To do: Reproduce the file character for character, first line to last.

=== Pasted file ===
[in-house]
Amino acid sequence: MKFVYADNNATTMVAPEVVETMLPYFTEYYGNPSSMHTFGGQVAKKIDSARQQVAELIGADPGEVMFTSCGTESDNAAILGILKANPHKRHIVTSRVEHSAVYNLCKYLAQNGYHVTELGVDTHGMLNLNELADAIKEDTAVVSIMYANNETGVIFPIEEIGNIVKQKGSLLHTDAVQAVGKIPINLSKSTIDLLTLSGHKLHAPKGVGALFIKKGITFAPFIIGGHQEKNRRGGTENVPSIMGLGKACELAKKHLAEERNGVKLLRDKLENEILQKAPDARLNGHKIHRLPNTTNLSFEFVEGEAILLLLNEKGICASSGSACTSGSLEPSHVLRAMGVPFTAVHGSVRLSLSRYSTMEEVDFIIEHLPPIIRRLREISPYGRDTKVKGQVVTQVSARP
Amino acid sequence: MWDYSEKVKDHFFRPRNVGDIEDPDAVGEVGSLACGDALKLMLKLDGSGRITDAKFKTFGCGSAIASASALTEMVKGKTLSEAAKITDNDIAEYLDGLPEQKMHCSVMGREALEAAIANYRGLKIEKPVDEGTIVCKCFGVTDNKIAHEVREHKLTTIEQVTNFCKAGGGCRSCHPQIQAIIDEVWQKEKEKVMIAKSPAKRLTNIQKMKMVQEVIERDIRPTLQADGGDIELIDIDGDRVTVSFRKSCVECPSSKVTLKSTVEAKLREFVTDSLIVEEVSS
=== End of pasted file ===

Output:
[in-house]
Amino acid sequence: MKFVYADNNATTMVAPEVVETMLPYFTEYYGNPSSMHTFGGQVAKKIDSARQQVAELIGADPGEVMFTSCGTESDNAAILGILKANPHKRHIVTSRVEHSAVYNLCKYLAQNGYHVTELGVDTHGMLNLNELADAIKEDTAVVSIMYANNETGVIFPIEEIGNIVKQKGSLLHTDAVQAVGKIPINLSKSTIDLLTLSGHKLHAPKGVGALFIKKGITFAPFIIGGHQEKNRRGGTENVPSIMGLGKACELAKKHLAEERNGVKLLRDKLENEILQKAPDARLNGHKIHRLPNTTNLSFEFVEGEAILLLLNEKGICASSGSACTSGSLEPSHVLRAMGVPFTAVHGSVRLSLSRYSTMEEVDFIIEHLPPIIRRLREISPYGRDTKVKGQVVTQVSARP
Amino acid sequence: MWDYSEKVKDHFFRPRNVGDIEDPDAVGEVGSLACGDALKLMLKLDGSGRITDAKFKTFGCGSAIASASALTEMVKGKTLSEAAKITDNDIAEYLDGLPEQKMHCSVMGREALEAAIANYRGLKIEKPVDEGTIVCKCFGVTDNKIAHEVREHKLTTIEQVTNFCKAGGGCRSCHPQIQAIIDEVWQKEKEKVMIAKSPAKRLTNIQKMKMVQEVIERDIRPTLQADGGDIELIDIDGDRVTVSFRKSCVECPSSKVTLKSTVEAKLREFVTDSLIVEEVSS